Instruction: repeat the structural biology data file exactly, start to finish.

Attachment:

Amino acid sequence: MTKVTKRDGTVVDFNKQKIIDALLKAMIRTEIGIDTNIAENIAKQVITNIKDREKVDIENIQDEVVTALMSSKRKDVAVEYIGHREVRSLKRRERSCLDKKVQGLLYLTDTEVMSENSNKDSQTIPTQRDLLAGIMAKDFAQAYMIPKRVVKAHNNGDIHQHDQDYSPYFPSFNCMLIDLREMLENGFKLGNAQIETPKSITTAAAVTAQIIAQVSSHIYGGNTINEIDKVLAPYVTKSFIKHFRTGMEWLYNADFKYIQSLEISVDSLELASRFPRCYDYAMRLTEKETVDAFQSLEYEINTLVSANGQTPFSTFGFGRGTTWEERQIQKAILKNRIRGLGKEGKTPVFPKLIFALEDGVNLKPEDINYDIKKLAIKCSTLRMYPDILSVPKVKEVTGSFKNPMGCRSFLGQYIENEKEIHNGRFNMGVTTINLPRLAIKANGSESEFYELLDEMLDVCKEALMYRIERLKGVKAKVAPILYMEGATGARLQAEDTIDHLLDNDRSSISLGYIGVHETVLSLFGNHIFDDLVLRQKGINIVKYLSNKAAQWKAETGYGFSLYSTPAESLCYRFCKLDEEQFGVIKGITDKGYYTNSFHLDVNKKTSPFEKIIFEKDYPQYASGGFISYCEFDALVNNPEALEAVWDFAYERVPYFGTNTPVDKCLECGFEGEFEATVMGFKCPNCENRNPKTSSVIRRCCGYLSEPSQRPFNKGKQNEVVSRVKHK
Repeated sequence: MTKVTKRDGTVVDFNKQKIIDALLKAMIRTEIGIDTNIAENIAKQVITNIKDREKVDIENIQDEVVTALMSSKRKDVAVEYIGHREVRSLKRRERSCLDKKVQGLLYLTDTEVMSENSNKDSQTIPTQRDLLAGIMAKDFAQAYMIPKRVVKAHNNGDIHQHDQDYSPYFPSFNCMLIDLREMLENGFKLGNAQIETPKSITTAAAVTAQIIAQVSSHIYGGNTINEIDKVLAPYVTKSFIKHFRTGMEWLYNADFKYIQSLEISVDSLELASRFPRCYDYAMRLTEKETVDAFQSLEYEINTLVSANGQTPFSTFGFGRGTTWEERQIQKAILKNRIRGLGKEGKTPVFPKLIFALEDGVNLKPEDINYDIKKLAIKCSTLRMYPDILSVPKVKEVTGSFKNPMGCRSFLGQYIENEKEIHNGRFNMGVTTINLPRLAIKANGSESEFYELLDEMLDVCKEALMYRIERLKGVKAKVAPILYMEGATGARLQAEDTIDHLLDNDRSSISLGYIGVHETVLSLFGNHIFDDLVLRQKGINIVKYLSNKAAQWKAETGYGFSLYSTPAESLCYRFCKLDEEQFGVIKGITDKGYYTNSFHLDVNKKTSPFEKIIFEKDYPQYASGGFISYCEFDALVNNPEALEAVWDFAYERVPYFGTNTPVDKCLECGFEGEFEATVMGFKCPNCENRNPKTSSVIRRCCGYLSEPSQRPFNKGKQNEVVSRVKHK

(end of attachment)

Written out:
Amino acid sequence: MTKVTKRDGTVVDFNKQKIIDALLKAMIRTEIGIDTNIAENIAKQVITNIKDREKVDIENIQDEVVTALMSSKRKDVAVEYIGHREVRSLKRRERSCLDKKVQGLLYLTDTEVMSENSNKDSQTIPTQRDLLAGIMAKDFAQAYMIPKRVVKAHNNGDIHQHDQDYSPYFPSFNCMLIDLREMLENGFKLGNAQIETPKSITTAAAVTAQIIAQVSSHIYGGNTINEIDKVLAPYVTKSFIKHFRTGMEWLYNADFKYIQSLEISVDSLELASRFPRCYDYAMRLTEKETVDAFQSLEYEINTLVSANGQTPFSTFGFGRGTTWEERQIQKAILKNRIRGLGKEGKTPVFPKLIFALEDGVNLKPEDINYDIKKLAIKCSTLRMYPDILSVPKVKEVTGSFKNPMGCRSFLGQYIENEKEIHNGRFNMGVTTINLPRLAIKANGSESEFYELLDEMLDVCKEALMYRIERLKGVKAKVAPILYMEGATGARLQAEDTIDHLLDNDRSSISLGYIGVHETVLSLFGNHIFDDLVLRQKGINIVKYLSNKAAQWKAETGYGFSLYSTPAESLCYRFCKLDEEQFGVIKGITDKGYYTNSFHLDVNKKTSPFEKIIFEKDYPQYASGGFISYCEFDALVNNPEALEAVWDFAYERVPYFGTNTPVDKCLECGFEGEFEATVMGFKCPNCENRNPKTSSVIRRCCGYLSEPSQRPFNKGKQNEVVSRVKHK
Repeated sequence: MTKVTKRDGTVVDFNKQKIIDALLKAMIRTEIGIDTNIAENIAKQVITNIKDREKVDIENIQDEVVTALMSSKRKDVAVEYIGHREVRSLKRRERSCLDKKVQGLLYLTDTEVMSENSNKDSQTIPTQRDLLAGIMAKDFAQAYMIPKRVVKAHNNGDIHQHDQDYSPYFPSFNCMLIDLREMLENGFKLGNAQIETPKSITTAAAVTAQIIAQVSSHIYGGNTINEIDKVLAPYVTKSFIKHFRTGMEWLYNADFKYIQSLEISVDSLELASRFPRCYDYAMRLTEKETVDAFQSLEYEINTLVSANGQTPFSTFGFGRGTTWEERQIQKAILKNRIRGLGKEGKTPVFPKLIFALEDGVNLKPEDINYDIKKLAIKCSTLRMYPDILSVPKVKEVTGSFKNPMGCRSFLGQYIENEKEIHNGRFNMGVTTINLPRLAIKANGSESEFYELLDEMLDVCKEALMYRIERLKGVKAKVAPILYMEGATGARLQAEDTIDHLLDNDRSSISLGYIGVHETVLSLFGNHIFDDLVLRQKGINIVKYLSNKAAQWKAETGYGFSLYSTPAESLCYRFCKLDEEQFGVIKGITDKGYYTNSFHLDVNKKTSPFEKIIFEKDYPQYASGGFISYCEFDALVNNPEALEAVWDFAYERVPYFGTNTPVDKCLECGFEGEFEATVMGFKCPNCENRNPKTSSVIRRCCGYLSEPSQRPFNKGKQNEVVSRVKHK